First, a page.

Superhero stories sometimes acknowledge on some level that mental instability is not conducive to effective superheroism. However, this acknowledgment only tends to happen sporadically, when the narrative calls for it. Other times, it is specifically a superhero’s mental illness that makes them a superhero—a harmful representation that doesn’t seem particularly grounded in reality. Mental illness tends to make one less productive, as it can lead to difficulty concentrating, learning, and making decisions.
Oliver Queen needed a therapist before he was stranded on an island for years, saw both of his parents die in front of him, and became a vigilante. I’ve been hoping for Oliver to get a therapist for six seasons and counting now—not only because it would be an important representation, but because it makes a lot of sense for his character, would be a lot of fun to watch, and would directly tie in to the main thematic interest of the show: the process of seeing Oliver learn how to live a healthy life filled with functional relationships and a stable sense of self-worth. (Oh, you thought this show was about archery?)
Arrow very briefly teased us with the possibility of this plot development back in Season 3, when Oliver went to Cupid’s therapist for information. The therapist tells Oliver that he could use some mental health therapy. He brushes her off, later telling Diggle that he doesn’t do therapy. (I give Diggle an immense amount of credit for not actively rolling his eyes in this moment, given that he has basically been Oliver Queen’s unofficial therapist since the show’s pilot.)
As JBuffyAngel points out in an excellent Tumblr post about the depiction of mental illness and PTSD specifically in Arrow, therapy doesn’t traditionally have a place in the myth of the superhero because the superheroism is the therapy. I agree with her, but I also think it’s not enough anymore.
Using superheroism as a metaphor for therapy and working through trauma isn’t enough anymore. Not for a culture that still has such an unhealthy relationship with mental illness. Not for a genre that is our culture’s most influential at the moment. Not for a genre that is so tied to masculinity, power, and explorations of the best ways to wield and express both.
Earlier in Black Lightning Season 2, we see Jefferson Pierce have a very Oliver Queen-esque reaction to the idea of prioritizing his mental health, and it’s not a jump to say that this has something to do with masculinity (though our culture’s mental health stigma no doubt plays a large role, as well). The depiction of Jennifer’s mental health treatment is so important, but, as a teen girl, Jennifer is allowed a degree of emotional vulnerability that adult men are not.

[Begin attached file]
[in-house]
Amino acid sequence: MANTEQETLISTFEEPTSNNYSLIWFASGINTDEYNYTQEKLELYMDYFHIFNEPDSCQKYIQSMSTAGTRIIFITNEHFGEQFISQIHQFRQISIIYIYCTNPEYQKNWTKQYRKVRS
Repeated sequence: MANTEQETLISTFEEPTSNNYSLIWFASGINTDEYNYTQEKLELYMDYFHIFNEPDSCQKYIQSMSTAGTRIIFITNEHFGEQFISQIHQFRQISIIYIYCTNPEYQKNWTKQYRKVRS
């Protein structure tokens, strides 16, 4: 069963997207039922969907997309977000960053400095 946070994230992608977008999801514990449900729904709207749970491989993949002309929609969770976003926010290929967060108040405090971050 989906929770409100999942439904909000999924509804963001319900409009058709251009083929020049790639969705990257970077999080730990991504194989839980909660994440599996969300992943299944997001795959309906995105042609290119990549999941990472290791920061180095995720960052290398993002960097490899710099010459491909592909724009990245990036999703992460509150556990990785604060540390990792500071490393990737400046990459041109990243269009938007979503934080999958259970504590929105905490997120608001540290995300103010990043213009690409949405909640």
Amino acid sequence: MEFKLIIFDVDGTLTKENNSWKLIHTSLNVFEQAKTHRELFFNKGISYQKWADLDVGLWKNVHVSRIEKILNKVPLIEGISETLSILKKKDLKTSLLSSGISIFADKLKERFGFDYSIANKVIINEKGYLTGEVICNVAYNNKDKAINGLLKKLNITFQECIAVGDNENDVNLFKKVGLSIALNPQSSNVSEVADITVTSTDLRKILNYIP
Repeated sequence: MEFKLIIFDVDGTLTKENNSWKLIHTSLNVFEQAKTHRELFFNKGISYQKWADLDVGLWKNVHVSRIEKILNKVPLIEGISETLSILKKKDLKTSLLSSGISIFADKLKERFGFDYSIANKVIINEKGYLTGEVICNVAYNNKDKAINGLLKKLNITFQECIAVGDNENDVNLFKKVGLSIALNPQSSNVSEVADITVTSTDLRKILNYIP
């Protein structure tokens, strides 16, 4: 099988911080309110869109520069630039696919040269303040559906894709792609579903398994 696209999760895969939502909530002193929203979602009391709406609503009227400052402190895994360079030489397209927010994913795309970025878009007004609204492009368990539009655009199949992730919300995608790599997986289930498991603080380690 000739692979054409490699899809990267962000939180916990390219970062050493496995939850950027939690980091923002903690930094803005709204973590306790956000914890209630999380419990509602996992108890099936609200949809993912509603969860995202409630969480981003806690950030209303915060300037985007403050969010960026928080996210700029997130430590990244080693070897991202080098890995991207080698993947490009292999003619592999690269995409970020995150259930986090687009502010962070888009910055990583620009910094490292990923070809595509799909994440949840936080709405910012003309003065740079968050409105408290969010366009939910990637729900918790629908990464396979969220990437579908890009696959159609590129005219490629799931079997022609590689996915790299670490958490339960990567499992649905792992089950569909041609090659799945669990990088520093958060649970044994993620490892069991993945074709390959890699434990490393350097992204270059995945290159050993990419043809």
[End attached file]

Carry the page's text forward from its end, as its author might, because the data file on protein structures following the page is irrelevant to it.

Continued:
When Lynn mentions to Jefferson that she thinks it would be a good idea for Jefferson to see a therapist as part of their conversation about helping Jennifer, Jeff immediately dismisses the idea. It feels like the show is aware of the hypocrisy of the moment, but it is still a particularly disappointing reaction for an educator who works with youth who have endured their fair share of trauma (just like Jeff, who saw his father murdered in front of him as a child).
Jeff’s knee-jerk refusal is not a particularly surprising one and it’s not necessarily out of character, given what we know about him. In so many ways, Jeff’s character avoids many of the pitfalls of toxic masculinity—he isn’t ashamed to demonstrate emotion to his family, students, and community—but that doesn’t mean he isn’t a product of his culture. He lives in the same world that asks Khalil to demonstrate his power by killing one of Tobias’ drug dealers, that has Tobias “training” Khalil through physical and emotional abuse.
Black Lightning isn’t ignorant to the many reasons for avoiding shows of emotional vulnerability, of the potential consequences of asking for help in a world that so often equates emotional vulnerability with weakness. It just also chooses to tell the other side of that story: the potential consequences of not acknowledging and actively working on your emotional and mental health issues.
As refreshingly depicted by Black Lightning, Jennifer isn’t in therapy so she can be an awesome superhero (though that could be an eventual consequence of fruitful therapy); she’s in therapy because her worth as a human is not tied to her worth as a superhero. Her trauma does not serve a purpose, nor is it an acceptable excuse for the kind of self-indulgent vigilante tours the Bruce Waynes and Oliver Queens of the superhero world have set off on.
Jennifer’s trauma just is, and she deserves to be mentally and emotionally healthy, even if she never chooses to use her superpowers to fight crime or injustice.